Andrew Braid Cook | Inducted between 1920 and 1936
Successful businessman, rancher and Hereford breeder.
1864-1928 | Artist: Robert Wadsworth Grafton (1876-1936)
Impact & Accomplishments
Wisconsin-born A. B. Cook found Montana to be a land of opportunity when he moved there in 1883.
He gained a railroad and civil engineering background working on transportation expansion projects, and he used that experience to land major railroad contracts. His concrete company was also involved in major infrastructure projects as the West grew. Cook started a real estate business in Missoula and established holdings in mining, lumber, banking, and more.
He served as Montana state auditor for one term as well, but A. B. Cook was best known for his extensive Hereford cattle ranches, starting with Flying U Ranch in 1907. He produced grand champions at the International, the American Royal, and the National Western between 1914 and 1927.
Cook was president of the American Hereford Cattle Breeders Association and on the board of the International. After losing a major lawsuit in 1928, A. B. Cook was forced to sell his herd; he died one month later.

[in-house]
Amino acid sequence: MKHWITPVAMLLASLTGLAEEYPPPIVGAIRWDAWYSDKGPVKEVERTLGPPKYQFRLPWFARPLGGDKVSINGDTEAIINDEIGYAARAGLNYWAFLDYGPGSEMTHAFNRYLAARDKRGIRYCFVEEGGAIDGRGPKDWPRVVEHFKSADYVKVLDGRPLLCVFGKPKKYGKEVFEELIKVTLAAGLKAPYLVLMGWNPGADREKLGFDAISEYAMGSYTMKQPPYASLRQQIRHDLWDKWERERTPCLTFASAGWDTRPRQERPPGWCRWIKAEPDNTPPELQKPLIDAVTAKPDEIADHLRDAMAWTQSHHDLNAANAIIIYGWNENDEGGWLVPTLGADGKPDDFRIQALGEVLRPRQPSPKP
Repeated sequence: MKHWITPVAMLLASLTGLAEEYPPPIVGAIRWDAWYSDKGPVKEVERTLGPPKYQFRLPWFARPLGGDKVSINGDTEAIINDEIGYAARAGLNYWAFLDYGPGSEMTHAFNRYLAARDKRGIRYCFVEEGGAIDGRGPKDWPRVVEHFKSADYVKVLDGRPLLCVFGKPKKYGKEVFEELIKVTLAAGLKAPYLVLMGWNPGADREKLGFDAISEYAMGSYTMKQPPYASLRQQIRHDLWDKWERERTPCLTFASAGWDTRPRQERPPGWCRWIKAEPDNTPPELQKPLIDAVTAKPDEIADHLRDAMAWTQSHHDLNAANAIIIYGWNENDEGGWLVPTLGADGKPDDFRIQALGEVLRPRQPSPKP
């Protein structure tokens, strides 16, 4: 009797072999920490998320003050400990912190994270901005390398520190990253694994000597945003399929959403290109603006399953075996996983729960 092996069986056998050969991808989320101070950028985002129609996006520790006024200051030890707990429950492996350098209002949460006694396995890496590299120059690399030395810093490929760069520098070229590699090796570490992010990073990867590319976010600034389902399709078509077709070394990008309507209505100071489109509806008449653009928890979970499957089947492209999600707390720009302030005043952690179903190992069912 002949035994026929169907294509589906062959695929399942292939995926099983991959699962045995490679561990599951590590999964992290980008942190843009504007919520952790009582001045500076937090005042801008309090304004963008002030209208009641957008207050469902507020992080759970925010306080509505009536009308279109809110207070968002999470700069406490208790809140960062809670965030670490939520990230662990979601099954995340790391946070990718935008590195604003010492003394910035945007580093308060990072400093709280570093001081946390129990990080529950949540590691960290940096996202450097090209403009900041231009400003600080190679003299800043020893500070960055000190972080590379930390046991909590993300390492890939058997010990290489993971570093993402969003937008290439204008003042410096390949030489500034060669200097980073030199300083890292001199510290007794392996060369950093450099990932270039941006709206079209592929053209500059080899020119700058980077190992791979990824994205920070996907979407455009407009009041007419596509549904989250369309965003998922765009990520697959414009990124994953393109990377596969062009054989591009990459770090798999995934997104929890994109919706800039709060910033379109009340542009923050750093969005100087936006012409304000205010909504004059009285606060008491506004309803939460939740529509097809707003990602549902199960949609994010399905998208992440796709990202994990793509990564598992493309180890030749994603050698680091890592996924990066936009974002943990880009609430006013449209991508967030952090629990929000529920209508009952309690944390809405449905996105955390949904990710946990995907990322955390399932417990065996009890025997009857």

Did You Know?
The A.B. Cook Mansion (also known as the "A.B. Cook House" and the "Canyon Ferry Mansion") north of Townsend, Montana. Photo taken by Tim Evanson (https://www.flickr.com/photos/timevanson/albums/72157660768511014/with/23845682440/)
The Flying U Ranch in Montana was made famous by Bertha Muzzy Sinclair best known by her pseudonym B. M. Bower. Bower was an American author who wrote novels, fictional short stories, and screenplays about the American Old West. Her works, featuring cowboys and cows of the Flying U Ranch in Montana, reflected "an interest in ranch life, the use of working cowboys as main characters (even in romantic plots), the occasional appearance of eastern types for the sake of contrast, a sense of western geography as simultaneously harsh and grand, and a good deal of factual attention to such matters as cattle branding and bronc busting.